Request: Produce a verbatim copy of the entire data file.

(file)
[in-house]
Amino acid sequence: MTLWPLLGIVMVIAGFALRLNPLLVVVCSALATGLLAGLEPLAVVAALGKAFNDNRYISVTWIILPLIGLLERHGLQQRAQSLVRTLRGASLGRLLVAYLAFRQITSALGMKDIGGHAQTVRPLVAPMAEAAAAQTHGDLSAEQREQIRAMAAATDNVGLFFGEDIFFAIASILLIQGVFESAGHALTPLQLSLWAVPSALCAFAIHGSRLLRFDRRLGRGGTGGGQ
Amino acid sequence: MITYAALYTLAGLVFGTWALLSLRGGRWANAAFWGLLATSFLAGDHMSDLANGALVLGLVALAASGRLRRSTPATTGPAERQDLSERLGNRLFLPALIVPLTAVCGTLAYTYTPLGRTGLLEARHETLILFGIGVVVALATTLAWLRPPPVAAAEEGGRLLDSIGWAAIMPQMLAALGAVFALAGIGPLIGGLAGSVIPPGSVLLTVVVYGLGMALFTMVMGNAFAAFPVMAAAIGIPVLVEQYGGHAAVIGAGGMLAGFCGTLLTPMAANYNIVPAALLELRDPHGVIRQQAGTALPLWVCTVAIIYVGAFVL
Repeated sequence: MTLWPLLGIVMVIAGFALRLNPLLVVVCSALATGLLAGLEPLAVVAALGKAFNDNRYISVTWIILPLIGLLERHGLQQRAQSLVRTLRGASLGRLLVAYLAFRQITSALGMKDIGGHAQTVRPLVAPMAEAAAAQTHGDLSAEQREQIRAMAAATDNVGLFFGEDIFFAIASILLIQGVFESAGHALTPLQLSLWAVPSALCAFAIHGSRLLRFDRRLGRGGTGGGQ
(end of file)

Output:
[in-house]
Amino acid sequence: MTLWPLLGIVMVIAGFALRLNPLLVVVCSALATGLLAGLEPLAVVAALGKAFNDNRYISVTWIILPLIGLLERHGLQQRAQSLVRTLRGASLGRLLVAYLAFRQITSALGMKDIGGHAQTVRPLVAPMAEAAAAQTHGDLSAEQREQIRAMAAATDNVGLFFGEDIFFAIASILLIQGVFESAGHALTPLQLSLWAVPSALCAFAIHGSRLLRFDRRLGRGGTGGGQ
Amino acid sequence: MITYAALYTLAGLVFGTWALLSLRGGRWANAAFWGLLATSFLAGDHMSDLANGALVLGLVALAASGRLRRSTPATTGPAERQDLSERLGNRLFLPALIVPLTAVCGTLAYTYTPLGRTGLLEARHETLILFGIGVVVALATTLAWLRPPPVAAAEEGGRLLDSIGWAAIMPQMLAALGAVFALAGIGPLIGGLAGSVIPPGSVLLTVVVYGLGMALFTMVMGNAFAAFPVMAAAIGIPVLVEQYGGHAAVIGAGGMLAGFCGTLLTPMAANYNIVPAALLELRDPHGVIRQQAGTALPLWVCTVAIIYVGAFVL
Repeated sequence: MTLWPLLGIVMVIAGFALRLNPLLVVVCSALATGLLAGLEPLAVVAALGKAFNDNRYISVTWIILPLIGLLERHGLQQRAQSLVRTLRGASLGRLLVAYLAFRQITSALGMKDIGGHAQTVRPLVAPMAEAAAAQTHGDLSAEQREQIRAMAAATDNVGLFFGEDIFFAIASILLIQGVFESAGHALTPLQLSLWAVPSALCAFAIHGSRLLRFDRRLGRGGTGGGQ